Introduction: Deparliamentarization and European integration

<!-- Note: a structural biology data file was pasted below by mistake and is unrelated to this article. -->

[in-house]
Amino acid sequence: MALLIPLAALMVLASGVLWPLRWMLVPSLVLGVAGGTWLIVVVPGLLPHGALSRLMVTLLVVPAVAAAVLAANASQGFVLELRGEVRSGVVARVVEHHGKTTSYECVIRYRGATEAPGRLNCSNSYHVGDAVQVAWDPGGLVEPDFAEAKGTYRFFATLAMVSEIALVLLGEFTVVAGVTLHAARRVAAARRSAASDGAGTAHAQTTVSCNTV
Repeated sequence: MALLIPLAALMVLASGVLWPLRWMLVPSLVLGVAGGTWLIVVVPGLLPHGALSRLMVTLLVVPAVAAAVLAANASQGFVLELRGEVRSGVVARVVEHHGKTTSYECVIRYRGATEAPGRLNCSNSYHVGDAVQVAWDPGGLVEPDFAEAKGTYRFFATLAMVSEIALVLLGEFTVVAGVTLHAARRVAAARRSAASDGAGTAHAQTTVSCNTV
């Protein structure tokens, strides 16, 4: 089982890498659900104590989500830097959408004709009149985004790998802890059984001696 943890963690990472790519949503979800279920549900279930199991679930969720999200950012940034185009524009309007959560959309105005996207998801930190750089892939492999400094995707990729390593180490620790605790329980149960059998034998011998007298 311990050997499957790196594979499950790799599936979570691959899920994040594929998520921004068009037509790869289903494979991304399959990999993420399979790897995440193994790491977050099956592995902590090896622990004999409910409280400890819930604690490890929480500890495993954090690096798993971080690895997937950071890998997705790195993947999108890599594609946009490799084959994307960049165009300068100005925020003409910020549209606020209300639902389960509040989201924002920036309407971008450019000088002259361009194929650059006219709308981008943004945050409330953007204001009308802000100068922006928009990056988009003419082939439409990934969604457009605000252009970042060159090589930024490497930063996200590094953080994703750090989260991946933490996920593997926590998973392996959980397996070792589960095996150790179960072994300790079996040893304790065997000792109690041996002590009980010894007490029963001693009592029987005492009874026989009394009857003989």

The role of national legislatures in European integration has received muchneeded attention in recent years. This interest is primarily explained by the rapid growth in the policy competence of the European Union (EU) and by the realization, in line with the deparliamentarization thesis outlined in this chapter, that parliamentary bodies were, both individually and collectively, becoming increasingly marginalized in the EU policy process. Hence both scholars and politicians began to consider ways of making national MPs more involved in the processing of EU matters. In a broad context parliaments are central institutions in European systems of government. They elect and control the government, approve legislation, and as the bodies responsible for amending the constitution hold the ultimate power in society. Yet such constitutional perspective is arguably increasingly divorced from reality. National parliaments are almost without exception portrayed in the literature as reactive institutions, casting rather modest influence on policy initiatives coming from the executive.